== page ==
The General Faces Promotion

What do you call it when one of the world’s largest advertisers announces that it will decrease ads for media, including TV and print and reallocate the dollars? This is no joke, and there’s no punch line. At least not yet.

General Motors – one of the top-ranking brands in the world, with one of the truly behemoth ad budgets – just announced a reallocation of dollars from their TV and print advertising budgets. This is to allow them to ramp up their new strategy of spending in “grass roots” and “relationship” areas such as Internet, sponsorships and direct mail.

And why not? As big as they are, as much money as they’ve spent over the years, it’s finally hit home that what’s good for General Motors may be good for America – so long as it’s not advertising as usual. Back in 1955 when Charlie Wilson, then Chairman of GM, linked his company’s fortune with America’s, it was fairly easy to satisfy even the skeptics that GM was getting something for their ad dollars. Consumers were made aware of the brands if nothing else. About a third of them bought GM products in those days.

But today, coddling skeptics (and shareholders) has become much more difficult, especially the part about justifying billions of dollars in advertising expenditures. People have this funny habit of asking questions. They want to know things. Well, what does GM know? Really know? They know they paid for ads to be produced. They know they paid for them to be printed or aired someplace on the hundreds of possible magazines, TV or cable channels.

That’s what they know, and that's all they really know.

But what did they really get? They presently have no way of being sure. They know they got the time or space they paid for – which presumably delivered some pre-defined audience. They have no proof that anyone actually read or saw the ad. They know they got the media invoices and affidavits of performance. But those don’t come with any guarantee that viewers didn't zap the commercial; that readers didn’t flip past their “well-placed” ad. They have no affirmation that the audience will remember them, think well of their brand or put GM cars on their “shopping list” when it’s time to buy.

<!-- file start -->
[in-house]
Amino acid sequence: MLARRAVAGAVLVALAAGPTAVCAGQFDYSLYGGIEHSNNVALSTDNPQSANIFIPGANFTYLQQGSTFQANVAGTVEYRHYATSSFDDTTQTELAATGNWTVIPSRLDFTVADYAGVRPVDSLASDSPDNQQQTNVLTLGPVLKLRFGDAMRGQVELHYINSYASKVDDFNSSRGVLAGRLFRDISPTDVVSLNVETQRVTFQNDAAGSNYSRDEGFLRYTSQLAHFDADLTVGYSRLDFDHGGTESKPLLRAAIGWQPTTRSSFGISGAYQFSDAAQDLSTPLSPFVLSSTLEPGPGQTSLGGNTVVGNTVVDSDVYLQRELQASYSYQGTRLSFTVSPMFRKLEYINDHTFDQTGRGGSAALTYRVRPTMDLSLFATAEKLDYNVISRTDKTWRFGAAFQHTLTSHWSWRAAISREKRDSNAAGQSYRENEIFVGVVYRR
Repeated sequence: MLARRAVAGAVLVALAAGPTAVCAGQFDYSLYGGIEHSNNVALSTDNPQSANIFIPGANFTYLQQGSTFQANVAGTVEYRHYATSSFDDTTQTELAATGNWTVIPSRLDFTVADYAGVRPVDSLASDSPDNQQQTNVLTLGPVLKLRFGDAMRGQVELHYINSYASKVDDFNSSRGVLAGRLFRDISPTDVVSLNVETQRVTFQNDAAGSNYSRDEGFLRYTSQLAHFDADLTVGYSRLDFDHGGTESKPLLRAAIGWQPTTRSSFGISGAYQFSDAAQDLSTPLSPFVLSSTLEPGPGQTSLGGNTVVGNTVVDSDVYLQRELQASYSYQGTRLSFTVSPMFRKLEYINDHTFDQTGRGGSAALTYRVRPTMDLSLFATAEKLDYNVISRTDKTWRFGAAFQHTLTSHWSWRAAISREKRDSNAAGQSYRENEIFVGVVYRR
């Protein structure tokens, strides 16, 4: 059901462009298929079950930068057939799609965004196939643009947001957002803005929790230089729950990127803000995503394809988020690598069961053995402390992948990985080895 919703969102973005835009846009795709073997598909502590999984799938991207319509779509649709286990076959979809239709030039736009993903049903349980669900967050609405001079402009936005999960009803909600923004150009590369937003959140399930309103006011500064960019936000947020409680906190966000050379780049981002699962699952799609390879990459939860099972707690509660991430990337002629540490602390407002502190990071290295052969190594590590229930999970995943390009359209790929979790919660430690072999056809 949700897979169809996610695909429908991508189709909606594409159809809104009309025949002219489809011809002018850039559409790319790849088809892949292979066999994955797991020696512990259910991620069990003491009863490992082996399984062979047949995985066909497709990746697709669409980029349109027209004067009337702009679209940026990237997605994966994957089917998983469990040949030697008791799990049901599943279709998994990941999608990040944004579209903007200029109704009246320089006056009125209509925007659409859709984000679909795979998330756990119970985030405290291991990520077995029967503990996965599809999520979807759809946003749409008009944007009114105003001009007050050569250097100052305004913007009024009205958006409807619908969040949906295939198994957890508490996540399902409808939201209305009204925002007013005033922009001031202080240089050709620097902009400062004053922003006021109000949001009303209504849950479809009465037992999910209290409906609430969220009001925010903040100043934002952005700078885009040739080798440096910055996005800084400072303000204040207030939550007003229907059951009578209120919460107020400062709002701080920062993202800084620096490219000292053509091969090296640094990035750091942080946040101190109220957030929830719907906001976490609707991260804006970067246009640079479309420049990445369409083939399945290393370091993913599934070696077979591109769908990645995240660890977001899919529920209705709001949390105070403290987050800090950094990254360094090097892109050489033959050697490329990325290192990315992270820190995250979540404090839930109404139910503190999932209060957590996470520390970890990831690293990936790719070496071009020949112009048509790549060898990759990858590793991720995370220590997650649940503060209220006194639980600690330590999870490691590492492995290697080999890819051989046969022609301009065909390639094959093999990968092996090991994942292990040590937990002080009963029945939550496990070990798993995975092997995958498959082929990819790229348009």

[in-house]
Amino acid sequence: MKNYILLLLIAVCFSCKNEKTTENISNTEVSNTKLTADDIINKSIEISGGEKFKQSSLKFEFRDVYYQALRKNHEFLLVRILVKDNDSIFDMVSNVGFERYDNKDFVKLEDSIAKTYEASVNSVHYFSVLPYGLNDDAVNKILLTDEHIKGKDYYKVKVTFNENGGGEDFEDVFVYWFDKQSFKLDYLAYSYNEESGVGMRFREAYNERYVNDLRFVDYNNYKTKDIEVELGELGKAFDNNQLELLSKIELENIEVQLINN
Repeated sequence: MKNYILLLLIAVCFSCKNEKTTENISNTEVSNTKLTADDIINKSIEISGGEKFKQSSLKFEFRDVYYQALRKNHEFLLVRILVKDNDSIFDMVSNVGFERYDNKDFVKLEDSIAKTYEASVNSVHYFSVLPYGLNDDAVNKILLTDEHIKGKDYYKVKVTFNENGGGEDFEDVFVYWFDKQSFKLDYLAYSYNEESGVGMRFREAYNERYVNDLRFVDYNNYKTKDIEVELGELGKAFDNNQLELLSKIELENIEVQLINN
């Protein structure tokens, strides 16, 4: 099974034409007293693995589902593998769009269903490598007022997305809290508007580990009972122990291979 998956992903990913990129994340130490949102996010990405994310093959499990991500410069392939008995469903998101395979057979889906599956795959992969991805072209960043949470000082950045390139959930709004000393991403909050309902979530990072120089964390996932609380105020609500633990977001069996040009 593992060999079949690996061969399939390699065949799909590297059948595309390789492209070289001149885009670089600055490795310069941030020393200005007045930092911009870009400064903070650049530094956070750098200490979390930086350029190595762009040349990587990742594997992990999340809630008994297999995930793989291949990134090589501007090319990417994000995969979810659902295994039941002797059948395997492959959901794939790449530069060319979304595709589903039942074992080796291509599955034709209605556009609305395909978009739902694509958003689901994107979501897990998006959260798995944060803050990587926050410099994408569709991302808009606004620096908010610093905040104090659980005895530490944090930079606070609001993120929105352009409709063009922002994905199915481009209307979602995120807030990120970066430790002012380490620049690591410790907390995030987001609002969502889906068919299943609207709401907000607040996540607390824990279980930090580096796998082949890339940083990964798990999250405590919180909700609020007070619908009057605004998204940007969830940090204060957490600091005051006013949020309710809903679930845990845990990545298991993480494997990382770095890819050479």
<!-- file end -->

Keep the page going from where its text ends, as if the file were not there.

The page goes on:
So there’s a scary chance that those billions they spent returned next to nothing – certainly no provable likelihood that customers will buy what GM is selling!

If you were GM, wouldn’t you want at least some degree of accountability? I would, and I guess GM is beginning to as well, because they’re not alone in this priority shift. Another automotive giant, Toyota, has stated that the profusion of added models means “more money for marketing, less for advertising.” Translation into New Market Speak: Marketing = $$$, Advertising = ???

Traditional media aren’t the only casualties. GM is apparently turning an increasingly jaundiced eye to their incentive spending, estimated at $3.5B last year. There’s some question as to how well their 0% interest blitz boosted sales. So GM giveth and GM taketh away. They’ve taken away funds that were usually committed to traditional media.

We have often noted that ad folks typically view media vehicles as static entities, like so many statues in a museum. Media planners know the age and weight of each piece (demographics); how many visitors might wander by (reach); how many may come back again (frequency) … and are happy to leave it at that.

But they overlook the reality that any given media vehicle is vibrant, animated, a kind of life form of its own. Media vehicles are created by humans. They are developed and maintained by humans. So their values change as human values change. If advertisers spent some time actually assessing those values, they would end up with some valuable insights, and even some ROI metrics that they could take to their shareholders.

What is interesting is that niche or targeted magazines and sponsorships and direct mail seem to be the beneficiaries of the inability of traditional media to provide real ROI metrics because they possess more easily recognized and consonant values. Values that GM can apparently more easily relate to, or have their brands relate to, since they have identified them as being more akin to “relationship” building efforts than running an ad on the Super Bowl. And they are right. Well, sort of right. Because it’s not just the niche vehicles that have values they could more profitably leverage. They could do it with all vehicles – if they just had a way to identify the appropriate ones.

Advertisers could maximize their brand’s advertising effectiveness by aligning their brand’s values with any given media vehicle’s values. And here’s the gorgeous secret: it’s not even that difficult! Just add one new step into the media planning, a step that can accurately measure value dimensions that are typically left unexplored by traditional media research models. You’ll set the stage for a new era: one where you actually know what your advertising is accomplishing for you.

And even better, you’ll know the joke isn’t on you.

Robert Passikoff is founder of Brand Keys Inc. (New York), a brand and customer loyalty consultancy. He can be reached at 212-532-6028, x12, or

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